George R. Cooper
Professor of electrical engineering
Life Fellow, 88; died 15 June
George R. Cooper was a professor of electrical engineering at Purdue University, in West Lafayette, Ind., for more than 35 years.
He joined Purdue’s electrical engineering department in 1979, where he researched communications theory and system analysis. In 1975 he became director of the school’s graduate program in engineering—a position he held until he retired in 1985.
He earned bachelor’s, master’s, and doctoral degrees in electrical engineering from Purdue.
Samuel A. Rittenhouse
Life Senior Member, 93; died 8 August
Samuel A. Rittenhouse was general manager of engineering for Baltimore Gas and Electric Co.
He joined BGE as an engineer after serving in the U.S. Army during World War II. In 1971 he became chief electrical engineer and was later promoted to general manager before retiring from the company in 1983.
He was a member of the IEEE Power & Energy Society.
Rittenhouse received a bachelor’s degree in electrical engineering in 1937 from Johns Hopkins University, in Baltimore.
Richard T. Petruzzelli
Life Member, 84; died 13 August
Richard T. Petruzzelli was a broadcast engineer who began his career in the early 1950s at NBC Studios in New York City, where he worked on the set of The Howdy Doody Show.
He went on to work for several communications-related organizations including Allen B. DuMont Laboratories, a company that produced TV sets as well as the cathode-ray tubes that went into them, in New York City. He left there for ITT Corp., a telecommunications company in Nutley, N.J., where he worked for 20 years until he retired in 1991.
Petruzzeli earned a bachelor’s degree in electrical engineering in 1949 from the Newark College of Engineering (now New Jersey Institute of Technology).
Information theory pioneer
Life Fellow, 72; died 27 August
Stuart Schwartz helped develop several algorithms now used in wireless communications to extract useful signals from noisy environments.
In the early 1960s Schwartz worked at NASA’s Jet Propulsion Laboratory, in Pasadena, Calif., on the early stages of the Apollo mission to the moon. He left JPL in 1966 to become an assistant professor at Princeton University, where his research focused on statistical communications theory and signal and image processing. He played a key role in developing mathematical models for multipath signals, which split into different paths on the way to a receiver.
From 1977 to 1980 he was associate dean of the Engineering School at Princeton, and he also served as chair of the electrical engineering department from 1985 to 1994. In that role, he helped establish the school’s Photonics and Optoelectronic Materials Research Center. He retired in 2009 but continued to work with Princeton researchers on a U.S. Army project that applies wireless signals to geolocation, in particular to locate electronics gear such as a mobile phone or a computer connected to the Internet.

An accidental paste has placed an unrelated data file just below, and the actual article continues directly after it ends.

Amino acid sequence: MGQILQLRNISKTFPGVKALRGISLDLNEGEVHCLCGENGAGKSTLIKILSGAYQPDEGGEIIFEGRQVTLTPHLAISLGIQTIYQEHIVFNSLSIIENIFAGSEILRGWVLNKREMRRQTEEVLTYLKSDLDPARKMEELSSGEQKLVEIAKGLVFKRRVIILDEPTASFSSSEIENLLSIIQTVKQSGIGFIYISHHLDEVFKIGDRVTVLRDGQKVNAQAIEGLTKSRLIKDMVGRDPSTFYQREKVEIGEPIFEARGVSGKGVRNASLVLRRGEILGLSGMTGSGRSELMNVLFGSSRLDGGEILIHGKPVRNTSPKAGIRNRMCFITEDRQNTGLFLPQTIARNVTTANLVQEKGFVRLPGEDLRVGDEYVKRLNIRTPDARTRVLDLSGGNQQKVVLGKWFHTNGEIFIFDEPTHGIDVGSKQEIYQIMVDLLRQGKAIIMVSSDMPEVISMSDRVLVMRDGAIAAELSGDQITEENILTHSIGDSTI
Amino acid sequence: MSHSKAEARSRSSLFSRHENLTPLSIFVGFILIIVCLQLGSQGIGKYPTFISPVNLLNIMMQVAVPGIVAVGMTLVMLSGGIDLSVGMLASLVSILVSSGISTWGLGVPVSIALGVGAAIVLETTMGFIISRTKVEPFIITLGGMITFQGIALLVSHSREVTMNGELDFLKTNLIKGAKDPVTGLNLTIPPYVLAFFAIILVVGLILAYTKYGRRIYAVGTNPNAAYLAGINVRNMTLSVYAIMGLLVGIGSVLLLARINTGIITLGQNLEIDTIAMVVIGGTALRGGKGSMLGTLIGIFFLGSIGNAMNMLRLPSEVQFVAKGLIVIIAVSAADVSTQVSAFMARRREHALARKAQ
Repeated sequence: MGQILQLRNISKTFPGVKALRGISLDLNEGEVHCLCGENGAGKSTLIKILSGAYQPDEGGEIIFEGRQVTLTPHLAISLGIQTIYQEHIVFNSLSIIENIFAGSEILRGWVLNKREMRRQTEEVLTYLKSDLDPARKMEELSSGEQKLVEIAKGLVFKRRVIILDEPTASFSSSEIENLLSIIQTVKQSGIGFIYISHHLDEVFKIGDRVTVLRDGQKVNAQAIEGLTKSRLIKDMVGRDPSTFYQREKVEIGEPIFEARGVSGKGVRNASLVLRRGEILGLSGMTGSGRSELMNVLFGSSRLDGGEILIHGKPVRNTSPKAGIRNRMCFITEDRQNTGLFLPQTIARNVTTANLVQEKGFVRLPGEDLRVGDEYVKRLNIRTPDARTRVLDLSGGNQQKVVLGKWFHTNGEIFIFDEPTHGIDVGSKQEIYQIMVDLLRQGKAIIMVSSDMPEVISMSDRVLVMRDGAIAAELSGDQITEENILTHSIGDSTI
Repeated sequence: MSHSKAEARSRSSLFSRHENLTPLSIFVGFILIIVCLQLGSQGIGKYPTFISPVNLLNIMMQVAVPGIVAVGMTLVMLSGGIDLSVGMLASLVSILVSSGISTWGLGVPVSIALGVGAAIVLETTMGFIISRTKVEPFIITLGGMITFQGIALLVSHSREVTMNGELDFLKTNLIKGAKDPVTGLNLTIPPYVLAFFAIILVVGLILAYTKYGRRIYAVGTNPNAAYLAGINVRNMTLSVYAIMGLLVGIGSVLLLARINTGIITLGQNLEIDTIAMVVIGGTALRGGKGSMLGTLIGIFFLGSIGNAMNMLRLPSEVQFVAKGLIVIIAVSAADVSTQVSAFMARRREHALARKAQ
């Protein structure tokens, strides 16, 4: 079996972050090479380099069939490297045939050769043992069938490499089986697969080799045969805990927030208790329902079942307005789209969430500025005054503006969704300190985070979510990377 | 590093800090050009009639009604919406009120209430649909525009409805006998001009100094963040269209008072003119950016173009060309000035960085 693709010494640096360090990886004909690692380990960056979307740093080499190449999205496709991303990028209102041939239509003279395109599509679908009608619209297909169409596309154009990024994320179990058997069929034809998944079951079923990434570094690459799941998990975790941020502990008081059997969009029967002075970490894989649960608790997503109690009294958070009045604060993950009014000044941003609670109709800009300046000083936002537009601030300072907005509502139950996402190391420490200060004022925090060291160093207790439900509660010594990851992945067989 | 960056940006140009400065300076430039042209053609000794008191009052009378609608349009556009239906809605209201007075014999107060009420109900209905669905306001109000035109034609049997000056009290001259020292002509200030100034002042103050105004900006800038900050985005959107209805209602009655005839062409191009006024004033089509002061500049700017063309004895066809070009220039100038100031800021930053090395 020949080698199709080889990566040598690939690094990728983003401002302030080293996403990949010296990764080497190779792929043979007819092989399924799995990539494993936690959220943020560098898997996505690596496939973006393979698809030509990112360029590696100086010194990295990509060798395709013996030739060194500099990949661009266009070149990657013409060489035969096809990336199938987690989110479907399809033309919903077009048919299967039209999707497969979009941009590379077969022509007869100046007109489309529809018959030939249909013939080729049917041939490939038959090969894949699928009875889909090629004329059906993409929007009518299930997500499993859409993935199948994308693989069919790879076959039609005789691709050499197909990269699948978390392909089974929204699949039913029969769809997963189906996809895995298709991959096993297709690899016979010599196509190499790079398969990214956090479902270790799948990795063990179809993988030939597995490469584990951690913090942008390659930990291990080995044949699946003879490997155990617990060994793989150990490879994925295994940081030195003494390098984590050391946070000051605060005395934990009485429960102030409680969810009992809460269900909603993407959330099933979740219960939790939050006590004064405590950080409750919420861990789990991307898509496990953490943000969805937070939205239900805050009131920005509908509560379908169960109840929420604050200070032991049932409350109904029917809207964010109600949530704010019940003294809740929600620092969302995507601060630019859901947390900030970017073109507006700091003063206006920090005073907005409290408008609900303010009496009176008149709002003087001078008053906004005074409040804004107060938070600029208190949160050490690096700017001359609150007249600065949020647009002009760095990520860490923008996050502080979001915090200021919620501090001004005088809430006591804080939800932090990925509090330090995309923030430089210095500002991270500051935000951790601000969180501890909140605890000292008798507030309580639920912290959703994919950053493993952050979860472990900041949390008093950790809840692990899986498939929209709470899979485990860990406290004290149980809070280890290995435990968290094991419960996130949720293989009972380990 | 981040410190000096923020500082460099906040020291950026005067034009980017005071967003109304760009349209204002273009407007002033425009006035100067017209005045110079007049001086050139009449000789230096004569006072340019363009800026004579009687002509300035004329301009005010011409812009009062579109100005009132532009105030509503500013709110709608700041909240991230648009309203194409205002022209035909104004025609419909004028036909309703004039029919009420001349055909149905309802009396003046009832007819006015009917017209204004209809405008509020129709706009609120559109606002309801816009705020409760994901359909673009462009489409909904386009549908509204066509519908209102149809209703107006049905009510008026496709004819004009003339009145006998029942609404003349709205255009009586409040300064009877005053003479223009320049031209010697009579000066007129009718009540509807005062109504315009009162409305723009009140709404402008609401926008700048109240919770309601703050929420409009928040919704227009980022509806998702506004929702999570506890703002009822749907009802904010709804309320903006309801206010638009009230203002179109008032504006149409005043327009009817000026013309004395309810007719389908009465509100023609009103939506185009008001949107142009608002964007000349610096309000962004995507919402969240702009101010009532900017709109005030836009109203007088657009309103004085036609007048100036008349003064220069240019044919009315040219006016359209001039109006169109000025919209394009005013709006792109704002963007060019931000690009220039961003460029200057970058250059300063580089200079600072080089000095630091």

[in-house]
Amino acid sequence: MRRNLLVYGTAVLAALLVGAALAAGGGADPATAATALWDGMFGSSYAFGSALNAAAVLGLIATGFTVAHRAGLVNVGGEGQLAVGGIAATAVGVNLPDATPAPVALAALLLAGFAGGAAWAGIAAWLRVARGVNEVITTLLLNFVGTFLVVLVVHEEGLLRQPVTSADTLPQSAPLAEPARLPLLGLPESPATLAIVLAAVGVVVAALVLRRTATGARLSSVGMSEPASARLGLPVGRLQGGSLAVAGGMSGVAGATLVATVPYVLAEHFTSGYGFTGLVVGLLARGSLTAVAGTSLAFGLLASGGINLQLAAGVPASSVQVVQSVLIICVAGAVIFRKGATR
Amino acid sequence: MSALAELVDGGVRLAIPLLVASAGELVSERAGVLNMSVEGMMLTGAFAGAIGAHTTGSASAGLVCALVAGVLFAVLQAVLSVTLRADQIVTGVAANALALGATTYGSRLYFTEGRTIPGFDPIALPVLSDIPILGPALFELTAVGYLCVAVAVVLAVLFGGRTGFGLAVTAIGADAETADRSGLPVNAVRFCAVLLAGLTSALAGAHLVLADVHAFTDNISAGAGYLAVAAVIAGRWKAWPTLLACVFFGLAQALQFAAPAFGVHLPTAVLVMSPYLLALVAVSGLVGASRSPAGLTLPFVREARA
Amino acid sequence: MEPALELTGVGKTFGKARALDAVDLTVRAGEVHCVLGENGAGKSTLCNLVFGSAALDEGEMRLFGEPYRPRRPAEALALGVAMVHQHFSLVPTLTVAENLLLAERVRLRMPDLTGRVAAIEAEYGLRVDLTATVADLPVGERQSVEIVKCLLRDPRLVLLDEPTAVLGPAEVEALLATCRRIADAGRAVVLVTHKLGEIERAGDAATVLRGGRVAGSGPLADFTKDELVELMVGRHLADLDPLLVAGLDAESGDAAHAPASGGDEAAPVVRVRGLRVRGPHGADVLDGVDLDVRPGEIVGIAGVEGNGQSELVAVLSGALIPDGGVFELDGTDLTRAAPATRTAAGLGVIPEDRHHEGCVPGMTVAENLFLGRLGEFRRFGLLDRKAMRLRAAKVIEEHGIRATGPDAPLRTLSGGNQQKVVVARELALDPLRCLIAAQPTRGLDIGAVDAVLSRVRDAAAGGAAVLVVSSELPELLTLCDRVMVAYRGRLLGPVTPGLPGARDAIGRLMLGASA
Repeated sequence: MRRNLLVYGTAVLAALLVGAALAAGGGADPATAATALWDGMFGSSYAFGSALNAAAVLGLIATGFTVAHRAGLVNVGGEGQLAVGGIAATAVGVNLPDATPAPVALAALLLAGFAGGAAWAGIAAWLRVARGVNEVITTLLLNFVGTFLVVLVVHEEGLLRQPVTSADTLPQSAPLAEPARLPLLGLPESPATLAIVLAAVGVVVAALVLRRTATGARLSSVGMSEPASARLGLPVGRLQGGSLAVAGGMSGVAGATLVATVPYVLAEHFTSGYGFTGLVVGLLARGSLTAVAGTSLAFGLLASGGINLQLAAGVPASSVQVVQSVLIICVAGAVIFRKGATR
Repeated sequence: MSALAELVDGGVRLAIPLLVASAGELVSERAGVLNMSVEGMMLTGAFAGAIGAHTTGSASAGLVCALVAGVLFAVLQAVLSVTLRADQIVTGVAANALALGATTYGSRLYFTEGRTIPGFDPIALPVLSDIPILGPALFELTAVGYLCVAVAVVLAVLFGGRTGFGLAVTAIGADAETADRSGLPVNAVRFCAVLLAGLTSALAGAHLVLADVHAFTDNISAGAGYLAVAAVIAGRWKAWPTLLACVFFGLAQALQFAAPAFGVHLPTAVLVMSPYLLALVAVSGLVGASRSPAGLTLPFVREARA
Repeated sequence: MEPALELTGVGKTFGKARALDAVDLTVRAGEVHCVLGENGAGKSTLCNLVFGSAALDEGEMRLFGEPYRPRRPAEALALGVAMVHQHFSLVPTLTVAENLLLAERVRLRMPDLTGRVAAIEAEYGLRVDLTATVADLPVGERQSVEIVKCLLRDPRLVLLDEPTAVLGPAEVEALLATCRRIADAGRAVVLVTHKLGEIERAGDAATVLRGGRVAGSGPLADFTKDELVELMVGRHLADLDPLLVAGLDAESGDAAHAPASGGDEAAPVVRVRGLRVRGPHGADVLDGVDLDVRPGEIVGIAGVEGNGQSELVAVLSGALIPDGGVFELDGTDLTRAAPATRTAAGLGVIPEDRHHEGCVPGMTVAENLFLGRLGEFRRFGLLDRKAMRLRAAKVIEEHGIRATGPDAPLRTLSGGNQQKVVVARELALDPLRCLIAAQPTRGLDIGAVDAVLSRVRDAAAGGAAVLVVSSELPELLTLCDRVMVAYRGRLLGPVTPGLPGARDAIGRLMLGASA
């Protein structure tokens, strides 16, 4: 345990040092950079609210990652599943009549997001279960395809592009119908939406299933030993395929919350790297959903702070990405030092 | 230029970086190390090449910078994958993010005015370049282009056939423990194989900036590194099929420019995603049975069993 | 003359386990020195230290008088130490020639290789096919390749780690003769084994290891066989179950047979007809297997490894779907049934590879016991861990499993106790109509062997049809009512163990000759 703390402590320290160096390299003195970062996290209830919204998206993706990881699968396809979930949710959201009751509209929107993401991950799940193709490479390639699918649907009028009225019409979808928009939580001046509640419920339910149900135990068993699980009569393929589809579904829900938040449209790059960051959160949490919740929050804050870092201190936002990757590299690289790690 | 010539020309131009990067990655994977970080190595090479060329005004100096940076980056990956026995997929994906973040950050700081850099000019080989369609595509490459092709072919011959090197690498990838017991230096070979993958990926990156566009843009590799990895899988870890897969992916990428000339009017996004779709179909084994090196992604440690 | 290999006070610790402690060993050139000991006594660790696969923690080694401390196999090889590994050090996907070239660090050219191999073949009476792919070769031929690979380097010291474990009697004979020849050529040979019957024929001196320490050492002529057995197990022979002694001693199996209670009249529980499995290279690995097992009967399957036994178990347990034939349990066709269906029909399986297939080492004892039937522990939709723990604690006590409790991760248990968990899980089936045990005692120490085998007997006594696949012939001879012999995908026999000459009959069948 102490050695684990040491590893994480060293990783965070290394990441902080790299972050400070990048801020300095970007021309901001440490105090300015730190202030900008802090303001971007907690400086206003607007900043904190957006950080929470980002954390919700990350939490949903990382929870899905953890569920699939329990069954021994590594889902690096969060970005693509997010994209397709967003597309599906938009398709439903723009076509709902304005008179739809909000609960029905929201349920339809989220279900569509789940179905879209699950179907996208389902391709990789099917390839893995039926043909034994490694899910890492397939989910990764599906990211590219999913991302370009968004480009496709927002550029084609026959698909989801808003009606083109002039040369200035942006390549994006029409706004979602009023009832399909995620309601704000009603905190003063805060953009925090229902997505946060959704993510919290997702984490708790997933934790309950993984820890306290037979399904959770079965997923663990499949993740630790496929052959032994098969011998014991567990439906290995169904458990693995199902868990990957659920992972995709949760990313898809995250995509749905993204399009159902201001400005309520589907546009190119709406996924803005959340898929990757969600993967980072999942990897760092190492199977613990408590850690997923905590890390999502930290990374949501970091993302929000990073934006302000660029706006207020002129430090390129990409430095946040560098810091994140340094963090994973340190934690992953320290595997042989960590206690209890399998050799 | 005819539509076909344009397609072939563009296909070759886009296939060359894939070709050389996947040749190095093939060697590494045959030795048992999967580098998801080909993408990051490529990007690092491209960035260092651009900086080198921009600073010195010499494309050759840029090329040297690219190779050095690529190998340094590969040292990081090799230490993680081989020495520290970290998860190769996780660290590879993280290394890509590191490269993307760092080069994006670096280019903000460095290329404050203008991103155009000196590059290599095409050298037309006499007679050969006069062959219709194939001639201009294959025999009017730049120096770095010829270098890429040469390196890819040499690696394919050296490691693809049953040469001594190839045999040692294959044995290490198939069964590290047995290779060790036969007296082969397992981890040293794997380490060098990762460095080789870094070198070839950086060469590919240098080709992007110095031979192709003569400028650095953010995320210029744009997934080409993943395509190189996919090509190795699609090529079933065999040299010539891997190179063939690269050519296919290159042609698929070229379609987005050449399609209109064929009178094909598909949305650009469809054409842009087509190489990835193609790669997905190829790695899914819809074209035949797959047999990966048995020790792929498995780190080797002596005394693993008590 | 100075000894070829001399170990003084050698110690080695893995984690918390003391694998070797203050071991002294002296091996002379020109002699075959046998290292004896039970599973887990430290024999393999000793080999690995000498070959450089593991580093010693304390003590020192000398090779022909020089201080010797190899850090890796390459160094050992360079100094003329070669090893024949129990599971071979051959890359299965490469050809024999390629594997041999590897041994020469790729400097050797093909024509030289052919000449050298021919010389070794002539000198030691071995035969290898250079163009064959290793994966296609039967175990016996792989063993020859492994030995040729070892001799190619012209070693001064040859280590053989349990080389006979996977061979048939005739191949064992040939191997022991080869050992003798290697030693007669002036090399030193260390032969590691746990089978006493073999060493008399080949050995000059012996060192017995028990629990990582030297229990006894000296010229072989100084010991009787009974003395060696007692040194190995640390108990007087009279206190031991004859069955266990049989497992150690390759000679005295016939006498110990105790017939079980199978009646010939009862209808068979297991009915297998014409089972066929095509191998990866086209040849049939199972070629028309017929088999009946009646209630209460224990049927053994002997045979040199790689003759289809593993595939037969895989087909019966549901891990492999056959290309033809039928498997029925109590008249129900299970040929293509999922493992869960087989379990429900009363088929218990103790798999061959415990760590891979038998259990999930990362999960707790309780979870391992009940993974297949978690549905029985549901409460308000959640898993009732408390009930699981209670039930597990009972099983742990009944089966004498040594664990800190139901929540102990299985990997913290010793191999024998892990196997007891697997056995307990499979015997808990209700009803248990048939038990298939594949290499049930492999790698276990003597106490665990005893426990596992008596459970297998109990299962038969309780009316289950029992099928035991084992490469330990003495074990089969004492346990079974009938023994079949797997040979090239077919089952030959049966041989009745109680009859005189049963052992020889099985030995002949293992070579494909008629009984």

He received a master’s degree in 1961 from MIT and a Ph.D. in information and control engineering in 1966 from the University of Michigan, in Ann Arbor.
Life Member, 94; died 24 September
Wesley Nyborg was a physics professor at the University of Vermont, in Burlington, for more than 50 years.
He began his academic career in 1950 as an associate professor of physics at Brown University, in Providence, R.I. He left in 1960 to become a professor at the University of Vermont, where his research focused on the clinical applications and biophysical effects of ultrasound. He became a professor emeritus in 1986 and continued to work in the physics department until his death.
From 1980 to 2002 he chaired the Scientific Committee on Ultrasound for the U.S. National Council on Radiation Protection and Measurements.
Nyborg was a member of the IEEE Engineering in Medicine and Biology and Ultrasonics, Ferroelectrics, and Frequency Control societies.
He received a bachelor’s degree in physics in 1941 from Luther College, in Decorah, Iowa, then earned master’s and doctoral degrees in physics in 1944 and 1947 from Pennsylvania State University, in University Park.
Professor of engineering and economic systems
Life Fellow, 85; died 27 September
Donald Dunn helped establish the department of engineering and economic systems (now the department of management science and engineering) at Stanford University’s School of Engineering.
He joined Stanford in 1956 as a professor of engineering and economic systems, a discipline that applies engineering and economic analysis to policy making and decision making, both in government and industry. He served as director of Stanford’s Electron Devices and Physics laboratories before retiring from the university in 1995.
Dunn also was involved with the Stanford Research Institute, where he directed a study for the U.S. Federal Communications Commission on the interdependence of computers and communications.
He was a consultant to the National Academy of Engineering’s Committee on Telecommunications and addressed the U.S. Congress in 1969 on the subject of telecommunications policy.
Dunn received a bachelor’s degree from Caltech. He earned a juris doctor in 1951 and a Ph.D. in electrical engineering in 1956, both from Stanford.